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The Hyperion wore custom carbon fiber bodywork, which included a compartment for hunting rifles in front of the windscreen. Rear seats were removed to give front passengers additional legroom, and the doors were crafted of wood. A Girard-Perregaux watch graced the dashboard, but it was removable to wear on the owner’s wrist.
In the years since its debut at Pebble Beach, fate has not been kind to the one-off, ultra-luxury creation. It’s been offered for sale numerous times, starting with Hall’s attempted sale in 2009. At an asking price of 4.5 million euros (roughly $5.8 million today) it isn’t clear when a buyer was found, or at what price.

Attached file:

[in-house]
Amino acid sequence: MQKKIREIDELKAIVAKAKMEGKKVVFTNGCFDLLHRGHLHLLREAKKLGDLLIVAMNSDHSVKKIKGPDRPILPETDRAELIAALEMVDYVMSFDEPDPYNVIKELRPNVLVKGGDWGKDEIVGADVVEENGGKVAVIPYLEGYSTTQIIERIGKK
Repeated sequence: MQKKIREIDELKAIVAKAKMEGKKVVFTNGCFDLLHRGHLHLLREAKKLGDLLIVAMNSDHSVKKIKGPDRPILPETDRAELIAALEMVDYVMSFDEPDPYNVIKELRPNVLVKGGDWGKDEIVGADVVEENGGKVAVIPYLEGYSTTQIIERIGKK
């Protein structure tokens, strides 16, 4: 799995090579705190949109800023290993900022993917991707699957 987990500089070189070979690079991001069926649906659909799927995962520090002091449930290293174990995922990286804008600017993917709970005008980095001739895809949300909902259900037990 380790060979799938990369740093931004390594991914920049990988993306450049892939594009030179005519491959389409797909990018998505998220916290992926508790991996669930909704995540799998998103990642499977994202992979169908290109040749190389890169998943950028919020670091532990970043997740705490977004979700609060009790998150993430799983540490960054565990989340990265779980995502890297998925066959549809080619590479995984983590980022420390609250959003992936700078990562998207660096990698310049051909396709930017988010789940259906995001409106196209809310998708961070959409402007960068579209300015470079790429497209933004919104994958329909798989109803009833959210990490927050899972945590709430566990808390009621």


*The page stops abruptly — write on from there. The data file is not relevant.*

The car surfaced at a Dubai luxury dealership last April, offered for an undisclosed price, and now GT Spirit tells us it’s for sale again. This time Alain Class Motors (which, coincidentally, has a branch in Dubai, U.A.E.) is offering the car for a mere 2.933 million euros ($3.783 million), quite a savings from its original asking price.
The Hyperion illustrates the problem with having a one-off ultra-luxury car built to your personal specifications. While it be exactly what you had in mind, future buyers may not find the car as desirable.
Will future collectors look back at the Hyperion as an under-appreciated design icon, or merely as a tribute to wretched excess? Time will tell.